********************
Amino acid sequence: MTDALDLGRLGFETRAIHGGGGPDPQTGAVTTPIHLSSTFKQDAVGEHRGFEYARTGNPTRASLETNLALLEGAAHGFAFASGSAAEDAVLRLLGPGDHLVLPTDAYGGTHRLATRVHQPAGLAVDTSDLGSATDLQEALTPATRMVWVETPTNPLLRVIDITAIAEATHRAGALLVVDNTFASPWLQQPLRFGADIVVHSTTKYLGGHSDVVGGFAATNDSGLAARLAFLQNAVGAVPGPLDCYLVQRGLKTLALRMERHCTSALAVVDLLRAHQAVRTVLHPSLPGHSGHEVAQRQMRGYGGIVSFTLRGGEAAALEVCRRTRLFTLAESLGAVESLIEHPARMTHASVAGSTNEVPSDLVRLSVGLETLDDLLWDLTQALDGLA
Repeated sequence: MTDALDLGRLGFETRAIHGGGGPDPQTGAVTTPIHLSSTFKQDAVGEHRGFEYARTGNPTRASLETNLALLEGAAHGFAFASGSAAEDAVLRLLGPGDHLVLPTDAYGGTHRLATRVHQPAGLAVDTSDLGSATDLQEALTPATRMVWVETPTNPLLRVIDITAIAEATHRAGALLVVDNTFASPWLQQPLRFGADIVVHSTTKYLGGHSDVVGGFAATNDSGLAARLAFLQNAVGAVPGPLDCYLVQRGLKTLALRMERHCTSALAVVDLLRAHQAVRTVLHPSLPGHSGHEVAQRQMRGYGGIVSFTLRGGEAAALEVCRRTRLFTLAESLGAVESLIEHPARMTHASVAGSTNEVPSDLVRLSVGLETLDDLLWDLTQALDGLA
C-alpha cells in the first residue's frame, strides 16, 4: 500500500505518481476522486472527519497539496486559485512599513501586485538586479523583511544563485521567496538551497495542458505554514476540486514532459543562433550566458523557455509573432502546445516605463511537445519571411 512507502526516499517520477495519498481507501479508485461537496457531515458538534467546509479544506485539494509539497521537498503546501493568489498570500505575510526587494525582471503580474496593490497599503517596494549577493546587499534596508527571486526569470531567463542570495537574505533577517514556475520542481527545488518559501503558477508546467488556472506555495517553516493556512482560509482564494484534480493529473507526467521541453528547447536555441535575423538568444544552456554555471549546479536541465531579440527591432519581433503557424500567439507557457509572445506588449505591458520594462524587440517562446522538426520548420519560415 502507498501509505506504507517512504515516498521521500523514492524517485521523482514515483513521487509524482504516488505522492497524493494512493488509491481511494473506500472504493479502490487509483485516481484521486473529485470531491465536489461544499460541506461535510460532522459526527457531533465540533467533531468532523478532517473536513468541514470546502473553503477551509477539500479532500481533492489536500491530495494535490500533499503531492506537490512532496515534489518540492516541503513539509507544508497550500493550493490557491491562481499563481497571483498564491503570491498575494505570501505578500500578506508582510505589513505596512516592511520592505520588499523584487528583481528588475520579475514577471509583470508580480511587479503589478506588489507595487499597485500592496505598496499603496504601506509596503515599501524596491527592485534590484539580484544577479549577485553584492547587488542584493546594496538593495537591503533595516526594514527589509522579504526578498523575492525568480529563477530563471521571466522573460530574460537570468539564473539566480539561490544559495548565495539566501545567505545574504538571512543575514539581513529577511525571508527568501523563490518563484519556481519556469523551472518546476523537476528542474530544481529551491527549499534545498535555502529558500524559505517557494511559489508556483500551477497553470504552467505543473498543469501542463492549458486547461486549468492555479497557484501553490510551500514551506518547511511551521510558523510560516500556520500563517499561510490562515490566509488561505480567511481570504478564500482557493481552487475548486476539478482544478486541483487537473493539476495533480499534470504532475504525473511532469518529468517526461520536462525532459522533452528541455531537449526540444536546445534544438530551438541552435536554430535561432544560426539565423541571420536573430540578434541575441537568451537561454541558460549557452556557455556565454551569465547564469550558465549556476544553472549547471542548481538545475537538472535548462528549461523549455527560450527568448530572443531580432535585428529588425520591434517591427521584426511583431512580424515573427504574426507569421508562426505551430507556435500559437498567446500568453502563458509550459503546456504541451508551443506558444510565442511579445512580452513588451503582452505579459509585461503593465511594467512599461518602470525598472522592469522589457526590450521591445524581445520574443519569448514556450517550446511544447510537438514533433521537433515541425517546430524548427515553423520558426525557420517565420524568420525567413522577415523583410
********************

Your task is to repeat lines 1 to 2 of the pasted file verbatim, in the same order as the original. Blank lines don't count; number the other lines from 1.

Amino acid sequence: MTDALDLGRLGFETRAIHGGGGPDPQTGAVTTPIHLSSTFKQDAVGEHRGFEYARTGNPTRASLETNLALLEGAAHGFAFASGSAAEDAVLRLLGPGDHLVLPTDAYGGTHRLATRVHQPAGLAVDTSDLGSATDLQEALTPATRMVWVETPTNPLLRVIDITAIAEATHRAGALLVVDNTFASPWLQQPLRFGADIVVHSTTKYLGGHSDVVGGFAATNDSGLAARLAFLQNAVGAVPGPLDCYLVQRGLKTLALRMERHCTSALAVVDLLRAHQAVRTVLHPSLPGHSGHEVAQRQMRGYGGIVSFTLRGGEAAALEVCRRTRLFTLAESLGAVESLIEHPARMTHASVAGSTNEVPSDLVRLSVGLETLDDLLWDLTQALDGLA
Repeated sequence: MTDALDLGRLGFETRAIHGGGGPDPQTGAVTTPIHLSSTFKQDAVGEHRGFEYARTGNPTRASLETNLALLEGAAHGFAFASGSAAEDAVLRLLGPGDHLVLPTDAYGGTHRLATRVHQPAGLAVDTSDLGSATDLQEALTPATRMVWVETPTNPLLRVIDITAIAEATHRAGALLVVDNTFASPWLQQPLRFGADIVVHSTTKYLGGHSDVVGGFAATNDSGLAARLAFLQNAVGAVPGPLDCYLVQRGLKTLALRMERHCTSALAVVDLLRAHQAVRTVLHPSLPGHSGHEVAQRQMRGYGGIVSFTLRGGEAAALEVCRRTRLFTLAESLGAVESLIEHPARMTHASVAGSTNEVPSDLVRLSVGLETLDDLLWDLTQALDGLA